Help! My Dog Keeps Running Away!
Such a free spirit 😂
Does your dog have a little (actually, a BIG) problem of running away?
Not only is this bad habit crazy stressful for you, but it’s also super dangerous for your pup!
You need to figure out what the reasoning is behind this behavior before something bad happens, especially if your dog has run away multiple times.
The Dodo spoke to Shelby Semel, head trainer at Animal Haven rescue in New York City, to try to understand why you’re dog’s running away — and even more importantly, how to solve it.
Why is your dog running away?
“If your dog is running away, it is first and foremost important to understand why,” Semel said.
Think about the circumstances surrounding when your pup gets out and goes on an adventure:
- Is she chasing something? Like a deer, rabbit, etc.?
- Are scary sounds making her bolt?
- Is she bored?
- Is there another dog on the other side of the fence?
- Is your dog looking for a mate? (If so, get your dog fixed ASAP.)
How to stop your dog from running away
After narrowing down why your dog might be running away, it’s a good idea to eliminate the trigger (if possible), or if the situation is one that you can’t solve with an easy fix, seek out the assistance of a professional.
“Most likely with the help of a certified trainer,” Semel said.
Make sure your dog knows a recall
But while you’re at it, Semel suggests that if you haven’t trained your dog in a proper recall already, now’s the time to drill down and get it done.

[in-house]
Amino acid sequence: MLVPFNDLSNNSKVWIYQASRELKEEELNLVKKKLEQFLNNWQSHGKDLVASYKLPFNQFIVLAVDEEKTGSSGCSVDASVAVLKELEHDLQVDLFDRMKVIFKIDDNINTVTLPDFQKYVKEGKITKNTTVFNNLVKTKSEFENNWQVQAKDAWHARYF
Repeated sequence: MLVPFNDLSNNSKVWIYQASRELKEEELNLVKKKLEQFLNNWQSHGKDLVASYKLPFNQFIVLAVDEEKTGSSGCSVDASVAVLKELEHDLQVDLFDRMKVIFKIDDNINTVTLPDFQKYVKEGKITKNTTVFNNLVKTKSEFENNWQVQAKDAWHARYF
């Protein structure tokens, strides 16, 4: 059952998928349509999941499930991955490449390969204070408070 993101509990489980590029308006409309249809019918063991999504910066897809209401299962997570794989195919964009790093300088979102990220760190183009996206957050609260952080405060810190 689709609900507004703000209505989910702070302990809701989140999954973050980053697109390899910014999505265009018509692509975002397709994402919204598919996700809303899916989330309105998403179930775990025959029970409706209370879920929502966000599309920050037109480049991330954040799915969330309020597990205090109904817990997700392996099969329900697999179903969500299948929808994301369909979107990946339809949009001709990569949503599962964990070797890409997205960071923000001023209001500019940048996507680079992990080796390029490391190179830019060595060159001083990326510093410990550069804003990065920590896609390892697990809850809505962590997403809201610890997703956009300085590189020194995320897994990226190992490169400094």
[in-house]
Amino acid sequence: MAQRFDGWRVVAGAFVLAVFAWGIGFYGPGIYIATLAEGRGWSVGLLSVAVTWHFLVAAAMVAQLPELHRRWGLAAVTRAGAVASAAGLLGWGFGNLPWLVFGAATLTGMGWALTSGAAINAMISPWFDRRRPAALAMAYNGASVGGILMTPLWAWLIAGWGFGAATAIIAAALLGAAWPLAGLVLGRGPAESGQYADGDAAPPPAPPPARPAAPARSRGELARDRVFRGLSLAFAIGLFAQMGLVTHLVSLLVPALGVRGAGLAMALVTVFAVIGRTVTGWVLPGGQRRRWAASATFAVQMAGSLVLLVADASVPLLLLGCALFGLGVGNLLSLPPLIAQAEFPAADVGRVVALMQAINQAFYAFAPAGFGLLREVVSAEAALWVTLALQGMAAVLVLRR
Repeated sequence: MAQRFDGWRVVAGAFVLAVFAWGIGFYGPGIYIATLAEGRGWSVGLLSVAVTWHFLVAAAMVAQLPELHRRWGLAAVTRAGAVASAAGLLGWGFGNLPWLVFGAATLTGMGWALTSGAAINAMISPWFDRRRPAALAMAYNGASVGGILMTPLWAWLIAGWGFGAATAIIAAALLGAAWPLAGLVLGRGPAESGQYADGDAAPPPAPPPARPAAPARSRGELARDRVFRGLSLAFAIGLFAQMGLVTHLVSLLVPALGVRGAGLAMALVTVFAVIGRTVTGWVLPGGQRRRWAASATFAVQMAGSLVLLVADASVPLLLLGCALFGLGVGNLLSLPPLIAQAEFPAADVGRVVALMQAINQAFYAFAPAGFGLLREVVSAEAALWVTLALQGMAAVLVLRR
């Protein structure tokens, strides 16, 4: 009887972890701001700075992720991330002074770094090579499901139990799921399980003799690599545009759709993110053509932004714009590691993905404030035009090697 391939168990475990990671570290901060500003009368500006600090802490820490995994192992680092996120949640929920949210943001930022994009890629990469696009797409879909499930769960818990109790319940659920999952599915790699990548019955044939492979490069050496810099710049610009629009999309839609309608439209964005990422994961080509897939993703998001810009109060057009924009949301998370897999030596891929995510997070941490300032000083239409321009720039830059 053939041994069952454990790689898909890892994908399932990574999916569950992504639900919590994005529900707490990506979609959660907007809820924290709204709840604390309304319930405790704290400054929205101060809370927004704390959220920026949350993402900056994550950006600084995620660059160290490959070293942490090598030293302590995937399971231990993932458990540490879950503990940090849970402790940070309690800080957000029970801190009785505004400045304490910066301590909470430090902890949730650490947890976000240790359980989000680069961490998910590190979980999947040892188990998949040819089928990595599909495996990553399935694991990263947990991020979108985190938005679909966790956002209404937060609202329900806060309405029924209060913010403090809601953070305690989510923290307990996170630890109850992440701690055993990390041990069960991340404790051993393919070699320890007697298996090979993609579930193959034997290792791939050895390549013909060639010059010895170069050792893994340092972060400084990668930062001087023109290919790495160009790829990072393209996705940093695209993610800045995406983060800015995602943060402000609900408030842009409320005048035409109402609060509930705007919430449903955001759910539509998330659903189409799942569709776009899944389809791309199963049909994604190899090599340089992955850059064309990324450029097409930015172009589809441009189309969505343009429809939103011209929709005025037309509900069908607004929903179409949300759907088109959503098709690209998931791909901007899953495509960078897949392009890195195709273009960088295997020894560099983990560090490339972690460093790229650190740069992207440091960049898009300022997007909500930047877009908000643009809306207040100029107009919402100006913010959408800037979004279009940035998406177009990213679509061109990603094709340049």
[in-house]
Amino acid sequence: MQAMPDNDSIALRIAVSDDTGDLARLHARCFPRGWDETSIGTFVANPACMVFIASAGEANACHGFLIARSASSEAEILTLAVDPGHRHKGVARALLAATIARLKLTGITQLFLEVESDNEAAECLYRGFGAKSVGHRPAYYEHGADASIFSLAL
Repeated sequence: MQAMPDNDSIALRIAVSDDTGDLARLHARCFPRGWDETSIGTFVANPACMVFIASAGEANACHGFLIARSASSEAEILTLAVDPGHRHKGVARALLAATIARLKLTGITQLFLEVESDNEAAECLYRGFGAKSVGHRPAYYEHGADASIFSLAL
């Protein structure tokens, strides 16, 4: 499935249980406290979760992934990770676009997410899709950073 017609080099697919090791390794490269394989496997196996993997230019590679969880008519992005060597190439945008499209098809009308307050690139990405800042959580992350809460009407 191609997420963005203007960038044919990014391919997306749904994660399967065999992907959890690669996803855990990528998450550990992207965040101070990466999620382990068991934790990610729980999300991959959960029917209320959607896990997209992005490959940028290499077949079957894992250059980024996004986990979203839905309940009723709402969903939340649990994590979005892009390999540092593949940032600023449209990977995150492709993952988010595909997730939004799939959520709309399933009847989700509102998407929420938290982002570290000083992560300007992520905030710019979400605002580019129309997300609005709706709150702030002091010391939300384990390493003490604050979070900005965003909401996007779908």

Making sure your dog knows how to “come” when off leash will help you get your pup out of a potentially dangerous situation in the event that she does bolt after that squirrel.
Here’s how to train your dog to come:
This is how Semel recommends training your dog to recall correctly.
When training — or clicker training — make sure you have plenty of yummy treats ready to go.
- Put your pup in sit/stay (or have someone else hold your dog's collar/leash) and let her smell a treat in your hand. Then walk to the other side of the room.
- Call your dog’s name in an excited tone ONE SINGLE TIME to get her attention.
- When she looks at you, say “Come!” in a happy tone and put out your hand so she knows to go towards you.
- If you need to, walk a bit closer to your dog. As she starts moving towards you, back up so she has more distance to cover.
- When she arrives, slowly and gently take hold of her collar/harness. Do not reach over her head, go under her chin.
- If the motion of taking her collar makes her back up, put a treat in your other hand and use that treat to slowly lure her up the arm of the hand that’s going to take the collar.
- Once you have a hold on her, say “YES” and praise. Then give her the treat while still holding onto the collar.
Semel’s tips for training “come”:
- Practice “Come” with your dog while at home. Start off close to your pup and then increase the distance gradually, until she’s able to come around corners and into different rooms.
- If she begins to anticipate your command before you call her, good! Still call to her as she starts to turn towards you so she learns to associate the word with the action.
- After a couple dozen successes, stop giving rewards if she “comes” without being called. This is so that she gets used to “coming” when you ask her to in any situation — like an emergency.
- Do not allow more than three “Comes” to go unrewarded. You don’t want her becoming confused with what you’re asking of her. After the third unrewarded success, give her the jackpot (a bunch of yummy treats) on the fourth time to get her enthusiasm and attention back on track.